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Solenoid 101: What is a Solenoid?

Posted by: Magnet-Schultz of America

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Wed, Sep 28, 2016 @ 12:12 PM

 

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Magnet-Schultz of America’s new Solenoid 101 series of blogs is designed to inform about the basic functions of solenoid products. We will start by tackling the fundamentals of solenoid terminology, function, and design. Future posts in the series will describe other MSA product categories and applications in a similar fashion, providing a quick and easy grasp of concepts. We will continue posting our more technical blogs, but want to make the full breadth of solenoid knowledge available to our visitors.

 

What is a Solenoid?

A solenoid is an electromagnetic device used to convert electrical energy into linear mechanical energy. The vital components of a solenoid are conductive wire, a bobbin, a ferrous plunger, a stop, and a frame. A coil of wire is wound around the bobbin. This bobbin has a center shaft through which the plunger travels, until it makes contact with the stop. The assembly is contained by the frame which can also amplify the magnetic force of the unit if it is made out of ferrous material. When power is supplied to the coil, a magnetic flux is generated and the plunger will retract into the shaft of the unit. The force and distance of this retraction are the solenoid’s stroke characteristics.

Cross-Section

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Key Characteristics of Operation

  • Basic solenoids are not polarity sensitive. A solenoid will function the same way regardless of the flow of   electricity.
  • Solenoids have a duty cycle. Solenoids can only remain powered for a limited amount of time before the coil overheats. The duty cycle noted for a unit lets you know how long the unit can be powered on and how long it must then remain off before it can be powered again. The three common duty cycle categories are continuous, intermittent, and pulse. Definitions for each duty cycle can be found in the glossary.
  • Solenoid force has a curve. The highest force is exerted when the plunger is fully retracted and seated against the stop. This is called the “hold force”. The farther away the plunger is from the stop, the less affected the plunger will be by the magnetic flux of the coil.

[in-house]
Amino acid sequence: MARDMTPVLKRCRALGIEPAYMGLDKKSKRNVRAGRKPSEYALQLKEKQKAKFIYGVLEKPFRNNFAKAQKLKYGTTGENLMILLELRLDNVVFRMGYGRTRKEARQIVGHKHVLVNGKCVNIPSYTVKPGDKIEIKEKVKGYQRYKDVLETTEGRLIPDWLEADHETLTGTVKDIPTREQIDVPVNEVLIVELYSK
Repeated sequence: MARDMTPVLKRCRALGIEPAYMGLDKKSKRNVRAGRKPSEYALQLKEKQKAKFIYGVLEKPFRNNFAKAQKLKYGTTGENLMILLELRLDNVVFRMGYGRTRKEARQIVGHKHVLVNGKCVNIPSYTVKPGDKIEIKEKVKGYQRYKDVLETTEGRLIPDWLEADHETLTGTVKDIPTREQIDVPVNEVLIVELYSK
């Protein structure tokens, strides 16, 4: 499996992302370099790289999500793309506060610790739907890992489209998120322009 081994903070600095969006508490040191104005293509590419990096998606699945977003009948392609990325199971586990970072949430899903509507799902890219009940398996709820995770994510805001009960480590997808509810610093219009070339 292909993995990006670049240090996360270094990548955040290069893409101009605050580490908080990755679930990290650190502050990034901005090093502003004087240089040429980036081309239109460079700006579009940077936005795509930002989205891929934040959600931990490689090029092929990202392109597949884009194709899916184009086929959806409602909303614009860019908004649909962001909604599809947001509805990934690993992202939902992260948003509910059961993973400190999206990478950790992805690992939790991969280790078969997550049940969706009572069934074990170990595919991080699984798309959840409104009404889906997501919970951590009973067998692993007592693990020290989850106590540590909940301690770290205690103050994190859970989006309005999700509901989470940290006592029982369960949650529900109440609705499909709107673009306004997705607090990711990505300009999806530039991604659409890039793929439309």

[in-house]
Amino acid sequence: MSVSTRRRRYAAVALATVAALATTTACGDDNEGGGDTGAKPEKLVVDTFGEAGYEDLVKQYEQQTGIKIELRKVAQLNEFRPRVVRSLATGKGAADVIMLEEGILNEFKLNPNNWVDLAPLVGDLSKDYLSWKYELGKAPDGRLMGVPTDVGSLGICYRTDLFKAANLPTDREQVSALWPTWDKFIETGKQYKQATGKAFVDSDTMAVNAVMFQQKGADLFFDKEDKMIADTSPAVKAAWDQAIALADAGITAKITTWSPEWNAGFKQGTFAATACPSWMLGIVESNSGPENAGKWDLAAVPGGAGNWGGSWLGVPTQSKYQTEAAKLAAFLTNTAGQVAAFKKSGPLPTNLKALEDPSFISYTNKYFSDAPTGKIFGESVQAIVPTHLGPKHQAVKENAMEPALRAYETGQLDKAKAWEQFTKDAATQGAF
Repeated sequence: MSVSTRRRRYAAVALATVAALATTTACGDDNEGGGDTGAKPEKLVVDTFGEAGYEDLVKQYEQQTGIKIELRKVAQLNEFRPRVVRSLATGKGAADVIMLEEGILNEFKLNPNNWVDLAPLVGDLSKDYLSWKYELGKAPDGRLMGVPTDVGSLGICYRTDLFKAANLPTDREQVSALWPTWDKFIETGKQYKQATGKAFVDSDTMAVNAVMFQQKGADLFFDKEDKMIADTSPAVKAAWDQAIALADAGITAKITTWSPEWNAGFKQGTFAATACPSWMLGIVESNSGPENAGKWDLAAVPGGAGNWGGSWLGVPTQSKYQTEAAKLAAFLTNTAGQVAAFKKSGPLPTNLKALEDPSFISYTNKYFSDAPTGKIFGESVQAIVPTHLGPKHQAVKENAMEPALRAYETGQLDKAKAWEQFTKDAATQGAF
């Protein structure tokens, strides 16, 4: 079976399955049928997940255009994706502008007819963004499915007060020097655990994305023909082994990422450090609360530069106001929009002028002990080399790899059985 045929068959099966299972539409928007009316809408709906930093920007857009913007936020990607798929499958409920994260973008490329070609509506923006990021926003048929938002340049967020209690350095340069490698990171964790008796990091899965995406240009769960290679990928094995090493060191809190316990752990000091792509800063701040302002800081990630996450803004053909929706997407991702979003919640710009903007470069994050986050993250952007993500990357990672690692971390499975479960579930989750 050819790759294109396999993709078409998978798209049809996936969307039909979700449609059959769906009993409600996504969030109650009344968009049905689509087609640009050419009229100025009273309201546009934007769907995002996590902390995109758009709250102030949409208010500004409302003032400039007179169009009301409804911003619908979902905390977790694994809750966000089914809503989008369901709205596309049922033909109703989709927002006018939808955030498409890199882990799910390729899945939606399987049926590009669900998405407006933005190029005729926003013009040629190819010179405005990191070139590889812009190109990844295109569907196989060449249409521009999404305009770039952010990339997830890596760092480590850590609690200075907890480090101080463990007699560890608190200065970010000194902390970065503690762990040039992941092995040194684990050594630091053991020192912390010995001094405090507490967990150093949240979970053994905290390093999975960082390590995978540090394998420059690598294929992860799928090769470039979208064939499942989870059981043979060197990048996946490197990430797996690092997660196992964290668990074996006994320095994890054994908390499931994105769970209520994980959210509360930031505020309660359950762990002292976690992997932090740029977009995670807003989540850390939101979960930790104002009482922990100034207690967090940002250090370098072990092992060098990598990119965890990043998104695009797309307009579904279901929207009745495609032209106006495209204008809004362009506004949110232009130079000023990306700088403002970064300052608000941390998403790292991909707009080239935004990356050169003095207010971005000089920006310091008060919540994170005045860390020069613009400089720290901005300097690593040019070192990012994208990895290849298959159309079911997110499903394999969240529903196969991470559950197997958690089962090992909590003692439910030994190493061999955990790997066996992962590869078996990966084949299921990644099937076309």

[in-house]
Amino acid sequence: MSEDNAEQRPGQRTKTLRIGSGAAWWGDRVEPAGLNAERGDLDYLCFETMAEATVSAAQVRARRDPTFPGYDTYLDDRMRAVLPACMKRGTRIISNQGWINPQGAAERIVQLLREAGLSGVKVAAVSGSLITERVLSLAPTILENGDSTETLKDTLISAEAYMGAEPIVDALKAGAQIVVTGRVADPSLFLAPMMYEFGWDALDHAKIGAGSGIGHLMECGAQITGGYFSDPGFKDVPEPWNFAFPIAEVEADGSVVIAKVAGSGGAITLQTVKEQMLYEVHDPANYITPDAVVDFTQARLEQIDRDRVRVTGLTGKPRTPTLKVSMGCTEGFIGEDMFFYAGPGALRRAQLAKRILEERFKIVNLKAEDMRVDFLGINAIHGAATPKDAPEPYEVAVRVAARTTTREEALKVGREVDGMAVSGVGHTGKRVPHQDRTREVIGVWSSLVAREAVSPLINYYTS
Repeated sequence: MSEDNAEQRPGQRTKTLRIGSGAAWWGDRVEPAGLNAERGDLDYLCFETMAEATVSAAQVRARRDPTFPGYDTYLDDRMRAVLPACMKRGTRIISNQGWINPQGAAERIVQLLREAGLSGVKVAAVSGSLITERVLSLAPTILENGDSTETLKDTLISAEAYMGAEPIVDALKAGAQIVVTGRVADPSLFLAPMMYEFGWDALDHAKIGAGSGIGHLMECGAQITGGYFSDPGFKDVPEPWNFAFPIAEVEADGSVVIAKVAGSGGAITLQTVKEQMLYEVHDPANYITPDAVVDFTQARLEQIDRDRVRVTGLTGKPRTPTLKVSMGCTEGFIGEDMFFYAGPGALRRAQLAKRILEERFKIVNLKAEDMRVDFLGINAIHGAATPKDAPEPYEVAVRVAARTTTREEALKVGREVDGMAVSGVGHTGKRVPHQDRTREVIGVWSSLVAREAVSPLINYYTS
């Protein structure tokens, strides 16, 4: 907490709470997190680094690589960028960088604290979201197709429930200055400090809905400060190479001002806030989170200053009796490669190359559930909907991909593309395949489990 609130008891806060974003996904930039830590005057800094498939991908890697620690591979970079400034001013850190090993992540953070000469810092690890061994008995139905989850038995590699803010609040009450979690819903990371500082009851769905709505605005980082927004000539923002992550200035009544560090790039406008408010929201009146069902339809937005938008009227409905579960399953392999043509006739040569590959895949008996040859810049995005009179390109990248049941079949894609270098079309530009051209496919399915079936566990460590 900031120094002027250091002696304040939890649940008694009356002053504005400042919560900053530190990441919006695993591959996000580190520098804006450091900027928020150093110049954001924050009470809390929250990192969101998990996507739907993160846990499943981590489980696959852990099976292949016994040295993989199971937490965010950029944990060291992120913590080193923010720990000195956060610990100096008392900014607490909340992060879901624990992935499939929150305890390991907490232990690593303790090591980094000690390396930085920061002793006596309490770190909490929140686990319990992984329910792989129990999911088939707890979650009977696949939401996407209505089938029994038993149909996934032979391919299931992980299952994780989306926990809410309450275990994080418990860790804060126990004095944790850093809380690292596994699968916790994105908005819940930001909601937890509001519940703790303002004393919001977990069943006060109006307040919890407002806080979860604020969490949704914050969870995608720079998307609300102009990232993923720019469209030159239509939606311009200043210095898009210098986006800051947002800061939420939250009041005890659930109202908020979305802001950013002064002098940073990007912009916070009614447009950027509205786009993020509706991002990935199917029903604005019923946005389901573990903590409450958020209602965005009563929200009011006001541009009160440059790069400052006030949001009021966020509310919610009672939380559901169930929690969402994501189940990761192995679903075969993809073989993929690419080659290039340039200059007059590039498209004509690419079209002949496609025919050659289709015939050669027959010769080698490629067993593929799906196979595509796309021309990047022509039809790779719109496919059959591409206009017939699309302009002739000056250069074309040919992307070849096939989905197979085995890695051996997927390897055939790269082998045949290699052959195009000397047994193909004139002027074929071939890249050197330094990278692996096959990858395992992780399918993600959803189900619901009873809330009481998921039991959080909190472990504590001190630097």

• Solenoids can be made to perform many types of linear operations. By putting a small hole in the stop and extending the plunger with a push rod it could perform a push function. A spring could be added to allow the unit to return to its original position after actuation. More complex modifications can be made to create latching, bi-directional, proportional, and other types of actuators.

 

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Design and Modification

Generally, the most efficient coil designs will have as many wire turns as possible in the given space, with a wire diameter large enough to accommodate the power supply without overheating. The coil’s effectiveness can also be modified by altering the design and material of other components.

The ferrous material used in the frame concentrates the magnetic flux of the coil. A fully enclosed tubular unit will have more strength than an open frame unit, even with identical coil windings.

Tubular Frame Type

 

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Plunger material and shape can also have dramatic effects. A flat plunger will have a high hold force but a shorter stroke length while a conical plunger will have a longer stroke length and a lower hold force.

Plunger Shape Characteristics

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And now you understand the basic principles of solenoid function and design! Have questions? Post a comment below and we will be happy to clarify. Suggestions for future topics are welcome! We would like to make sure that MSA is your source for solenoid and electromagnet information of every technical level. You can also submit inquiries through our contact page or call us at 630.789.0600.

Magnet-Schultz of America specializes in custom engineering and manufacturing. Our engineers design with every performance aspect of the solenoid in mind. Function, size, longevity, power consumption, and cost are all considered. If you have any questions related to solenoid sourcing or manufacturing, please feel free to contact us. Browse past blogs for a more in-depth look at solenoid functions and subscribe to the notifications for future posts!

 

Topics: Theory of Operation